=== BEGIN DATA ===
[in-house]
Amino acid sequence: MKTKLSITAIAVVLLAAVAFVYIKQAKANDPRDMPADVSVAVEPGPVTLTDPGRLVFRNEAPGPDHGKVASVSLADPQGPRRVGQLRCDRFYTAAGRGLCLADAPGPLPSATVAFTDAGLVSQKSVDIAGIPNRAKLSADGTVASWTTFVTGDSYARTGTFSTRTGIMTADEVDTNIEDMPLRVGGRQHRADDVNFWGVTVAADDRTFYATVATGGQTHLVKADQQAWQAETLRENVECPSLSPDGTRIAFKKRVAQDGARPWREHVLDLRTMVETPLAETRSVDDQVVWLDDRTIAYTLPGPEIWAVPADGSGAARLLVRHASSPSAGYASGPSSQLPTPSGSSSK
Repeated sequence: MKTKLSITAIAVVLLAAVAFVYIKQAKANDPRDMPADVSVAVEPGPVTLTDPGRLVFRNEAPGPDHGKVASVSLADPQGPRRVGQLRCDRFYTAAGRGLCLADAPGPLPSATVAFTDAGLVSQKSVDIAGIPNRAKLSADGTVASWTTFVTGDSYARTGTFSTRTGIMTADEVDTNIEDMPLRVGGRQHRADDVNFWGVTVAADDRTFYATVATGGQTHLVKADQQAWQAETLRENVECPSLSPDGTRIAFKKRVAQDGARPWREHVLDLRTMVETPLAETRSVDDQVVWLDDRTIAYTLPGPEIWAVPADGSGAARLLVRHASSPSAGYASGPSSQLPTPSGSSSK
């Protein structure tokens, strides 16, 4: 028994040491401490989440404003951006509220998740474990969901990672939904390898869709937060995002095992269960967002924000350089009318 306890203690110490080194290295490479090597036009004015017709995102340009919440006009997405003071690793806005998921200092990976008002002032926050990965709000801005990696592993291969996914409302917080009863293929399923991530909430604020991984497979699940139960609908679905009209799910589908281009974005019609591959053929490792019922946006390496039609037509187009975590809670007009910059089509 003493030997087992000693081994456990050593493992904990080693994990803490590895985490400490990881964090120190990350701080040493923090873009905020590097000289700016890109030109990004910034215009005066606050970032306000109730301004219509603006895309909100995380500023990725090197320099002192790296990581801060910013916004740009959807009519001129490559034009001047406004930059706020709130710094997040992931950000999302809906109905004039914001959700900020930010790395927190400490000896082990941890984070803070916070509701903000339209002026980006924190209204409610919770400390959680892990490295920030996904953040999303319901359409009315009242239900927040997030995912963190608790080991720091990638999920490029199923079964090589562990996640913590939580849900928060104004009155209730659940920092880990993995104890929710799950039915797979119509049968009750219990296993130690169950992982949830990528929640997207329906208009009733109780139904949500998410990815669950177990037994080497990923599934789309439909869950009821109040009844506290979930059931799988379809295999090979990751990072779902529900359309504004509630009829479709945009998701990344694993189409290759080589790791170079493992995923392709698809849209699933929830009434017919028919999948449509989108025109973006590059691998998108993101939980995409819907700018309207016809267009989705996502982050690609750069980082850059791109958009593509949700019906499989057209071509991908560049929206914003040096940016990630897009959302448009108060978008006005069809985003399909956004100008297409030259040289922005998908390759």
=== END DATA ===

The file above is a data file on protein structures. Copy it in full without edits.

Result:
[in-house]
Amino acid sequence: MKTKLSITAIAVVLLAAVAFVYIKQAKANDPRDMPADVSVAVEPGPVTLTDPGRLVFRNEAPGPDHGKVASVSLADPQGPRRVGQLRCDRFYTAAGRGLCLADAPGPLPSATVAFTDAGLVSQKSVDIAGIPNRAKLSADGTVASWTTFVTGDSYARTGTFSTRTGIMTADEVDTNIEDMPLRVGGRQHRADDVNFWGVTVAADDRTFYATVATGGQTHLVKADQQAWQAETLRENVECPSLSPDGTRIAFKKRVAQDGARPWREHVLDLRTMVETPLAETRSVDDQVVWLDDRTIAYTLPGPEIWAVPADGSGAARLLVRHASSPSAGYASGPSSQLPTPSGSSSK
Repeated sequence: MKTKLSITAIAVVLLAAVAFVYIKQAKANDPRDMPADVSVAVEPGPVTLTDPGRLVFRNEAPGPDHGKVASVSLADPQGPRRVGQLRCDRFYTAAGRGLCLADAPGPLPSATVAFTDAGLVSQKSVDIAGIPNRAKLSADGTVASWTTFVTGDSYARTGTFSTRTGIMTADEVDTNIEDMPLRVGGRQHRADDVNFWGVTVAADDRTFYATVATGGQTHLVKADQQAWQAETLRENVECPSLSPDGTRIAFKKRVAQDGARPWREHVLDLRTMVETPLAETRSVDDQVVWLDDRTIAYTLPGPEIWAVPADGSGAARLLVRHASSPSAGYASGPSSQLPTPSGSSSK
């Protein structure tokens, strides 16, 4: 028994040491401490989440404003951006509220998740474990969901990672939904390898869709937060995002095992269960967002924000350089009318 306890203690110490080194290295490479090597036009004015017709995102340009919440006009997405003071690793806005998921200092990976008002002032926050990965709000801005990696592993291969996914409302917080009863293929399923991530909430604020991984497979699940139960609908679905009209799910589908281009974005019609591959053929490792019922946006390496039609037509187009975590809670007009910059089509 003493030997087992000693081994456990050593493992904990080693994990803490590895985490400490990881964090120190990350701080040493923090873009905020590097000289700016890109030109990004910034215009005066606050970032306000109730301004219509603006895309909100995380500023990725090197320099002192790296990581801060910013916004740009959807009519001129490559034009001047406004930059706020709130710094997040992931950000999302809906109905004039914001959700900020930010790395927190400490000896082990941890984070803070916070509701903000339209002026980006924190209204409610919770400390959680892990490295920030996904953040999303319901359409009315009242239900927040997030995912963190608790080991720091990638999920490029199923079964090589562990996640913590939580849900928060104004009155209730659940920092880990993995104890929710799950039915797979119509049968009750219990296993130690169950992982949830990528929640997207329906208009009733109780139904949500998410990815669950177990037994080497990923599934789309439909869950009821109040009844506290979930059931799988379809295999090979990751990072779902529900359309504004509630009829479709945009998701990344694993189409290759080589790791170079493992995923392709698809849209699933929830009434017919028919999948449509989108025109973006590059691998998108993101939980995409819907700018309207016809267009989705996502982050690609750069980082850059791109958009593509949700019906499989057209071509991908560049929206914003040096940016990630897009959302448009108060978008006005069809985003399909956004100008297409030259040289922005998908390759």